SG: Does the ‘ordinary psychotic’ have a truth to impart?
CW: We could say a lot about what truth is in psychoanalysis, as opposed to, say, philosophy. But what I would like to do is take what is already there circulating in dominant discourse and work with it. If we take depression I would like to take what is a terribly normative discourse around depression, which is massively driven by the DSM and all its entanglements with the pharmaceutical industry—which again relates to that neoliberal model of what will respond to manipulation. Depression in the psychiatric sense has been massively objectified as that which will respond to this, that, or the other pill. There are enormous problems in the epidemic of depression related to its driving forces, i.e. capital. We can and should critique all that. But I am also interested in the fact that subjects still use the category of depression (unconsciously perhaps) to find a voice for their own suffering which I think is a different kind of suffering that perhaps suggests there are some limits, psychological limits, to capital’s exploitation of people. So I am very interested in each of those categories—depression, addiction, eating disorders—in trying to understand, maybe through clinical work, what in those disorders does not simply fitting under the pigeon hole of the label, but says something singular about this person’s experience of suffering at the hands of capital. There is a sense in which depression can be a protest, even if it is an unconscious one.
SG: Could whatever is singularly relevant to an individual person resonate with a lot of people. Could it be a mobilising force for resistance?
CW: I think you would have to be very careful from a clinical point of view. Once we have grounded psychoanalysis in its clinical practice we must be very reluctant to reduce people to types; even if it is the type of an unconscious protester against capitalism. One would want to stay very close to what is unique to this person. But I think there is a sense in which the very fact that their suffering is articulated in these terms—whether it would be depression, or addiction, or eating disorders—is telling about the nature of contemporary consumer culture. I don’t think it is a coincidence that eating disorders are so clearly a contemporary symptom. It has something to do with consumerism and this ubiquitous demand, articulated in discursive but also visual forms, to consume without cease, so that food becomes the site of refusing to meet that demand. This is not to suggest that this particular form of suffering is heroic at all. But I suppose my question would be—why that? Why eating disorders? Or why depression? Well one reason might be that depression is the opposite of the dynamic, creative, networking neoliberal subject. It’s very difficult to do that when you really can’t face getting out of bed in the morning! I think there is something very important in addiction too, almost as an over identification or exaggerated performance of precisely the kind of consumption that consumer culture enjoins us super-egoically to indulge in at every turn. Addiction makes total sense if we felt we lived in a society without limits. If everybody can have everything, why not go straight to source and inject enjoyment into your veins? Addiction is almost a performance of the inner logic of consumer capital: that only pleasure on a very dumb level is important, and that the market constantly meets your demand before you have even articulated it as a question of desire.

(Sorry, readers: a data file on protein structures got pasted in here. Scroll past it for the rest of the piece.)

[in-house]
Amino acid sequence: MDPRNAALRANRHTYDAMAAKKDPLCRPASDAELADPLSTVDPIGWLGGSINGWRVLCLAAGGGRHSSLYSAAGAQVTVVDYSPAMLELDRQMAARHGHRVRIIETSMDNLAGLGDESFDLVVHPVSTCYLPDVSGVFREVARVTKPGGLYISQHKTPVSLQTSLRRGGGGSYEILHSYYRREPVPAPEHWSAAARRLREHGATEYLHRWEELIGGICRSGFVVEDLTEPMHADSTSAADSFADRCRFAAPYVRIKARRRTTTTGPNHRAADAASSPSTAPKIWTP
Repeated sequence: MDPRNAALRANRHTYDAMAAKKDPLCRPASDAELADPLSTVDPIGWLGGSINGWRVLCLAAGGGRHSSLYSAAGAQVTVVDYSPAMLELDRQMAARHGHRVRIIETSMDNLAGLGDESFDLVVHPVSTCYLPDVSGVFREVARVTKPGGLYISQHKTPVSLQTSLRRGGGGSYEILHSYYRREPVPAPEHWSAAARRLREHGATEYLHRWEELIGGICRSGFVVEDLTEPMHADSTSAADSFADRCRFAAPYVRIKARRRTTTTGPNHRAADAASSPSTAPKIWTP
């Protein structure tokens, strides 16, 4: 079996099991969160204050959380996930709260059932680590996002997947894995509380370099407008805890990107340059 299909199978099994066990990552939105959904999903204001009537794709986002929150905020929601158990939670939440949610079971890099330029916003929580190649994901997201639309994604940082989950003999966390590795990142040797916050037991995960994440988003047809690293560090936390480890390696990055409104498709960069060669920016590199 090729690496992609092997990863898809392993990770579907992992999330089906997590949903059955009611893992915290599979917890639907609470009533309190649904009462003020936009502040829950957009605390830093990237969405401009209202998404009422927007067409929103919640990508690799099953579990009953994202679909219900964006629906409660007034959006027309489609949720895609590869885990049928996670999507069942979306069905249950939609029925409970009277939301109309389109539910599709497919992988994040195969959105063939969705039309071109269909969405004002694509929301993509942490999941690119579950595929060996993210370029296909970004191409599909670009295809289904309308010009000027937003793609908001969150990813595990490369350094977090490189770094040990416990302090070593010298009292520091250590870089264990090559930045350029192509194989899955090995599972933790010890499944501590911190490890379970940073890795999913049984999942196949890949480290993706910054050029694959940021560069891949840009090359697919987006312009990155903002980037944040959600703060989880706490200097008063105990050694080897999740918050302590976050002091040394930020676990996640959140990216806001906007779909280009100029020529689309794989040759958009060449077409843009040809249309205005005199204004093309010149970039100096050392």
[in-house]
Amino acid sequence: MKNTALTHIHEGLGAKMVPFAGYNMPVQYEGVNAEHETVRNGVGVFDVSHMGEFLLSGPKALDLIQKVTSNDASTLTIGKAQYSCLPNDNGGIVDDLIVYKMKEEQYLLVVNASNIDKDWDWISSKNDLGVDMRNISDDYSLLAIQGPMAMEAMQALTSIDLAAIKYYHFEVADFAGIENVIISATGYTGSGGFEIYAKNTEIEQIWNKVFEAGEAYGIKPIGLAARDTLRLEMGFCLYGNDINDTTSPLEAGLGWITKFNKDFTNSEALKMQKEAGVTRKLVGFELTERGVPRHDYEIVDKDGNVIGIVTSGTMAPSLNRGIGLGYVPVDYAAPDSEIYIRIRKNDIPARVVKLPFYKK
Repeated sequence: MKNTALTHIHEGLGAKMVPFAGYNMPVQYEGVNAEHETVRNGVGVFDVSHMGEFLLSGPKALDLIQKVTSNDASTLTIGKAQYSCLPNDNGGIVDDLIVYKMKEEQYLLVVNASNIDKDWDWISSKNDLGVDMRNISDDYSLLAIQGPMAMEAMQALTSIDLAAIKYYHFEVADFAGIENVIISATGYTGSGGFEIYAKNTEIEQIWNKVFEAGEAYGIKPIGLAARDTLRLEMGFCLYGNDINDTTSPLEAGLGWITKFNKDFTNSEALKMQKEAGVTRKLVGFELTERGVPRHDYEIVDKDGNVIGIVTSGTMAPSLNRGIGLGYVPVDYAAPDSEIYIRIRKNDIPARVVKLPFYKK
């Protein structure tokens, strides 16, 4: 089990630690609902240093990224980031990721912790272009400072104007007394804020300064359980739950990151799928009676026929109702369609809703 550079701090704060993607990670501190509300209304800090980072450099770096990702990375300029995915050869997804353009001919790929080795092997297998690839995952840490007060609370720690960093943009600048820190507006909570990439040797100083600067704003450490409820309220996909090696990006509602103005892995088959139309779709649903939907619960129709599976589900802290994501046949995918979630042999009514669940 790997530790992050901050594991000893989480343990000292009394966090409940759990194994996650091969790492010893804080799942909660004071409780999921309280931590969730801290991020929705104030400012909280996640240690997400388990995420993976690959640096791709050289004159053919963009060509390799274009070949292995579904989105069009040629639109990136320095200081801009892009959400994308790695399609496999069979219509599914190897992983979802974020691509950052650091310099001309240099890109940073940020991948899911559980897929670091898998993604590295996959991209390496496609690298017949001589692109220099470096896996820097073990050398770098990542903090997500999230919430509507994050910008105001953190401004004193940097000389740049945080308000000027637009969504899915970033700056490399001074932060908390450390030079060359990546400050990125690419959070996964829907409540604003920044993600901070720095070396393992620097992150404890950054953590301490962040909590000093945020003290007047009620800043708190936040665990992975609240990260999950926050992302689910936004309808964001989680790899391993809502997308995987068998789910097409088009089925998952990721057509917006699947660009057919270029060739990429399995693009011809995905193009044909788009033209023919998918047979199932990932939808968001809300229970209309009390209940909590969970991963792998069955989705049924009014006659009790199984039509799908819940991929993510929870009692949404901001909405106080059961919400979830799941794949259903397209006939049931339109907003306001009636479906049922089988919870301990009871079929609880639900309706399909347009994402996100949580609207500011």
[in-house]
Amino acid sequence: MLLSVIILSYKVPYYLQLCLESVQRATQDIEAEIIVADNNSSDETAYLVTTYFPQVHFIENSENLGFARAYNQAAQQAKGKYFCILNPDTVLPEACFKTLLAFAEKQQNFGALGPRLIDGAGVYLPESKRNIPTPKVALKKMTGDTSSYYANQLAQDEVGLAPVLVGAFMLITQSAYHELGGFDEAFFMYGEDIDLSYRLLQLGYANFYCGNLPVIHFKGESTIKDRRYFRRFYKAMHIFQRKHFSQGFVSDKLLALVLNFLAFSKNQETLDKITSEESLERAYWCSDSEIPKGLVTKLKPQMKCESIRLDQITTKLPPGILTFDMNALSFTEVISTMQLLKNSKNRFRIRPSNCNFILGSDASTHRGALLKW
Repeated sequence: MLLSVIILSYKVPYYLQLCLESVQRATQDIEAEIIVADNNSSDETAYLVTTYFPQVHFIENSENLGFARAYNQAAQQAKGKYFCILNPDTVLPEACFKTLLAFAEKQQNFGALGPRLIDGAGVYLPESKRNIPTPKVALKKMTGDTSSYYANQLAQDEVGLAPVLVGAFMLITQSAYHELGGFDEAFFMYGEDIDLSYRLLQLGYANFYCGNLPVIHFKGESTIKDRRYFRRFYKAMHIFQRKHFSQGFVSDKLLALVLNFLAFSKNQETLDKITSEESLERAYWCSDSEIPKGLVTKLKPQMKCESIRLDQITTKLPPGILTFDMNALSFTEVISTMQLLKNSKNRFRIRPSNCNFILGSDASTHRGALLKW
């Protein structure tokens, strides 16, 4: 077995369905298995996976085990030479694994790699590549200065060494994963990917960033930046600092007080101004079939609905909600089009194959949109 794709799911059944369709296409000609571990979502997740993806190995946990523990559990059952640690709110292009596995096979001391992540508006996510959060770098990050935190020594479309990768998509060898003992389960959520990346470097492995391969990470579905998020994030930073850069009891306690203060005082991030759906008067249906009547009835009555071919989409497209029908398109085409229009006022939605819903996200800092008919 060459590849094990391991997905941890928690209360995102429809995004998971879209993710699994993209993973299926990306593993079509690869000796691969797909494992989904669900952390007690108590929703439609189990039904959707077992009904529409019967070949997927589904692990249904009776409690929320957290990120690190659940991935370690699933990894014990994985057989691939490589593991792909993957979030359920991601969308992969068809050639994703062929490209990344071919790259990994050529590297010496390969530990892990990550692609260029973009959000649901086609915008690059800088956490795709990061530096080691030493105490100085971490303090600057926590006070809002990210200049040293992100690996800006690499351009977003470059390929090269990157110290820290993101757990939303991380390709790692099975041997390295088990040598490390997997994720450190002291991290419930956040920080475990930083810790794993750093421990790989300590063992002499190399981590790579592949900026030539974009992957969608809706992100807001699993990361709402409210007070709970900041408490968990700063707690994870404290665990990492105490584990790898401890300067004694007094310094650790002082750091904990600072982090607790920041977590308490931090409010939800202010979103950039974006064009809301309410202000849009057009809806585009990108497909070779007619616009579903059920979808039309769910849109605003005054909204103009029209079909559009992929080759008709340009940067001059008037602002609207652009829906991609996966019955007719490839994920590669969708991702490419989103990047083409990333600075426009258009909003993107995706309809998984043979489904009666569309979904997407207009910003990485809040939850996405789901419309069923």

SG: In your own work you want to focus more on the clinical than academic?
CW: Yes. In a neat way that brings us back to the opening question about the historical nature of the unconscious, because my sense within academia is that psychoanalytic theory has been frozen in time. The version you get in academia is Freudianism of the 1920s and then Lacanian of the 1950s and it is as if nothing else has really happened in the last 60 years. And it’s because it’s operating as a ‘university discourse’. In other words it is providing a kind of hermeneutic machine that churns out cultural readings of stuff that happens. And you go to conferences where Lacanian vocabulary is used, but there is really nothing happening from my point of view – apart from people trying to look very clever by using mathemes and diagrams and the like. I find that it is rather dead, and it’s rather bad for psychoanalysis (although I am grateful that the university is a place where I get to teach Lacan) because it has been so absorbed as a social currency that its language has become a part of everyday life. People talk of being ‘introverts’ or ‘extroverts’, or complain about somebody being ‘anal’. There is this strong Freudian legacy—some of it good, some of it not so good. But it is not at all helpful for clinical analysis. Just because people talk about the unconscious, doesn’t mean that the unconscious is ‘happening’. Freud himself discovered this. In the very early days of psychoanalysis he kept having these miraculous therapeutic results. But precisely when his work and Freudianism became famous and well known and taken on by the elite, when it became fashionable, he found its effects diminished rapidly. And it was partly because people turned up to analysis saying “So—about my Oedipus Complex…”. They articulated their problems through a psychoanalytic language because it had become a form of knowledge but such knowlege is incompatible with the unconscious itself. One of the reasons I want to get back to clinical work is because it doesn’t allow you that little hermeneutic machine that produces readings. Also because I think the politics of health are very important in a neoliberal context. The politics of health are pretty scary at the moment, so working clinically in a Lacanian way for me is finding a way to work against the grain that otherwise fundamentally fixes slightly broken neoliberal subjects.